Skip to main content.

Should Aging be a Disease?

The World Health Organization set off a passionate debate when it equated old age with disease.

black and white photo of man older man

From loose baby teeth to the hormonal throws of puberty to the first strand of grey hair— the human body transforms itself as it ages. For older adults, the process of aging often comes with new aches and pains. With all the symptoms that can accompany age, it begs the questions, is aging itself a disease?

The debate over whether aging should be classified as a disease has taken place within the scientific and medical community for years, but it came to the forefront in 2022 when the World Health Organization released the changes it planned to make to the International Classification of Diseases (ICD), a catalogue used to standardize disease diagnosis worldwide.

In the revisions, the diagnosis of “senility” was replaced with “old age.”

The change prompted both praise and criticism. Researchers in favor of age being classified as a disease said the revision would allow them to create and distribute more anti-aging therapies — and do it with more funding because of the disease classification.

Those in favor of classifying aging as a disease compare it to obesity, which was officially designated a disease in 2013 by the American Medical Association.

“Obesity, just like aging, does not comply with the traditional defining characteristics of disease,” wrote Dr. Sven Bulterijs, et al, in a 2015 article supporting the classification of aging as a disease. “But yet to target an issue such as obesity, categorizing it as a disease makes the road to developing treatment a much easier one to take. As aging appropriately fits the definition of disease, there is a shifting consensus that aging should be seen as a disease process in itself, and not a benign progression of age that increases the risk of disease.”

Supporters also say that the healthcare system ignores aging as the natural cause of some chronic illnesses that affect people later in life, which causes 32% of Medicare spending to go to end-of-life care that doesn’t not effectively improve a patient’s quality of life.

“Even minimal attenuation of the aging process by accelerating research on aging, and development of geroprotective drugs and regenerative medicines, can greatly improve the health and well-being of older individuals,” Bulterijs wrote.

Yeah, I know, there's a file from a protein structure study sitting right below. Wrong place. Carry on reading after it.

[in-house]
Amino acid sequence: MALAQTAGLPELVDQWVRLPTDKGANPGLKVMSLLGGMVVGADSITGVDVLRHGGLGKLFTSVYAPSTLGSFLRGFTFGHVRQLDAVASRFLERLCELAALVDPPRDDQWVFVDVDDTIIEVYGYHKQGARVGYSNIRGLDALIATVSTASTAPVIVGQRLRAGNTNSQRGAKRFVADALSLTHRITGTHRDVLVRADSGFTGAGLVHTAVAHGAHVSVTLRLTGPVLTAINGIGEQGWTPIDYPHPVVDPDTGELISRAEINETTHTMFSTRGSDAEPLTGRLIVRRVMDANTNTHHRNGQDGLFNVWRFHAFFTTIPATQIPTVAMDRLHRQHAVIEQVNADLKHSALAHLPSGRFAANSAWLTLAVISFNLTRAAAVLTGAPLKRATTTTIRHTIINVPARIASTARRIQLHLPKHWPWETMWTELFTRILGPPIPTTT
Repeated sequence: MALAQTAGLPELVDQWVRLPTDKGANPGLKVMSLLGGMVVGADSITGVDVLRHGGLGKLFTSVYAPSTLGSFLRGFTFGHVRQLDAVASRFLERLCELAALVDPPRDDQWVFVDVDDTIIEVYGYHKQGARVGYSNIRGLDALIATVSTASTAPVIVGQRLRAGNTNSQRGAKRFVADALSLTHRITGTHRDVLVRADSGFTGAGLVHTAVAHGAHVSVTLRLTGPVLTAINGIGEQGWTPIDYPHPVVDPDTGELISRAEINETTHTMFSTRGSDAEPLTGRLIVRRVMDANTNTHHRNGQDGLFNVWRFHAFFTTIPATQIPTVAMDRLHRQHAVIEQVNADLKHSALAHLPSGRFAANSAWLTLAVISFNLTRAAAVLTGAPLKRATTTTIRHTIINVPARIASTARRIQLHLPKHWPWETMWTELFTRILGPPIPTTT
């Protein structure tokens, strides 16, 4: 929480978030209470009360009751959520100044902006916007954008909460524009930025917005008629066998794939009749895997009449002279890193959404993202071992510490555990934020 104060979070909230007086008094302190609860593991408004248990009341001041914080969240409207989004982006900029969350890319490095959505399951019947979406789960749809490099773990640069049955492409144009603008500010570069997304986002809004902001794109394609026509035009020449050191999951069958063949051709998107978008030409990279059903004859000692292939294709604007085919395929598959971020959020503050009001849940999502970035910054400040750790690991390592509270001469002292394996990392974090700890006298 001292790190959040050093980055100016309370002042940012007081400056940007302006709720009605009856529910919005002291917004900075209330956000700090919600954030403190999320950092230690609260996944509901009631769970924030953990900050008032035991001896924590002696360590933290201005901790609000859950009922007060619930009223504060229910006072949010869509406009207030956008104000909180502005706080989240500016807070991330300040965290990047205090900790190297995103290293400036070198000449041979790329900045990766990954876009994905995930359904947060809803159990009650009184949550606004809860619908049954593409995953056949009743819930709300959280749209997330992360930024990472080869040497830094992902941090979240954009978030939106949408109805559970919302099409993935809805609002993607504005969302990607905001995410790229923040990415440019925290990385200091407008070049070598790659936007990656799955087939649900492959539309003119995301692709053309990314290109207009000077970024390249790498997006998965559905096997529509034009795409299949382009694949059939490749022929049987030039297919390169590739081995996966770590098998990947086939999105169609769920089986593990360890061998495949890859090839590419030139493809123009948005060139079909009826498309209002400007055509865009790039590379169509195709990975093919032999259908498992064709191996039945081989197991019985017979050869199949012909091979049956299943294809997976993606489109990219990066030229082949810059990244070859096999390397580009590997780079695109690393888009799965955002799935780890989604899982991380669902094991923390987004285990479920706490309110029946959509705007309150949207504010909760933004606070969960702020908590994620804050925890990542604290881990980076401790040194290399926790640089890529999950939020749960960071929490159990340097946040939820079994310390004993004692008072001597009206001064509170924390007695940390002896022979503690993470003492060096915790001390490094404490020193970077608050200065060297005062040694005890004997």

But critics warned that if aging were a diagnosable disease, it could lead to inadequate care from physicians, because it would assign one cause to symptoms that could have many sources.

Bruce Troen, M.D., director for the Landon Center on Aging at University of Kansas Medical Center, echoes these concerns. If a patient’s symptoms are chalked up to simple aging, physicians might miss the real cause of the patient’s issue, he said.

"People think, ‘well, I'm old, I should have a bum knee, or I shouldn’t be able to hear as well.' It’s all about functional ability and quality of life."

For example, falling, a syndrome Troen frequently encounters with patients, can have many causes, such as stroke, irregular heart rhythms, syncope, dehydration, or a combination of issues. Cognitive impairment is another syndrome that comes with a whole host of potential causes, Troen said. It can be the sign of something more serious, like Alzheimer’s disease, or it could be improved by changing the patient’s medications.

Bruce Troem portrait
Bruce Troen, M.D.

“When you have something that has multiple causes, then you have to have multiple approaches to your interventions,” Troen said. “Classifying aging as a disease might put limits on those interventions.”

Another hurdle of classifying old age as a disease is the matter of where to draw the line. Everyone is aging every day, but for something to be classified as a disease, there must be a loss of function in some way, said Russell Swerdlow, M.D., director of the Alzheimer’s Disease Research Center.

“Everybody, as they age, is going to lose the ability to do certain things that they used to enjoy doing,” Swerdlow said. “One could argue that aging can then be a disease, if it impairs function, but you run into this issue of — that’s everyone. To be considered a disease, would it have to be a loss of function that wasn’t otherwise inevitable? Then, how do you measure that? The line becomes arbitrary.”

Because aging is something that everyone who has lived a long life has experienced, the idea that aging could be cured like a disease seems almost too good to be true. Those who support classifying aging as a disease say that the change would prompt a huge increase in funding for aging research and the development of biomedical procedures that could eventually solve aging.

“Currently, our treatment options for the underlying processes of aging in humans are limited,” Bulterijs wrote. “However, with current progress in the development of geroprotective drugs, regenerative medicine, and precision medicine interventions, we will soon have the potential to slow down aging.”

But solving aging is easier said than done. Curing aging would mean halting the natural processes that affect all living creatures, which would require massive advancement and discovery.

“Aging is not a disease any more than adolescence is— it’s something that happens to all of us as we get older, and it's a matter of things changing in our body,” said Jessica Kalender-Rich, M.D., a geriatrician and professor at University of Kansas Medical Center. “And those things might affect us differently than they affect our neighbor, in the same way that would happen in adolescence. But it's not that aging, per se, is a disease.”

Jessica Kalendar-Rich portrait
Jessica Kalender-Rich, M.D.

Because of the vastly different ways aging can affect people, Kalender-Rich said, it doesn’t make sense for a disease to be based solely in a person’s age.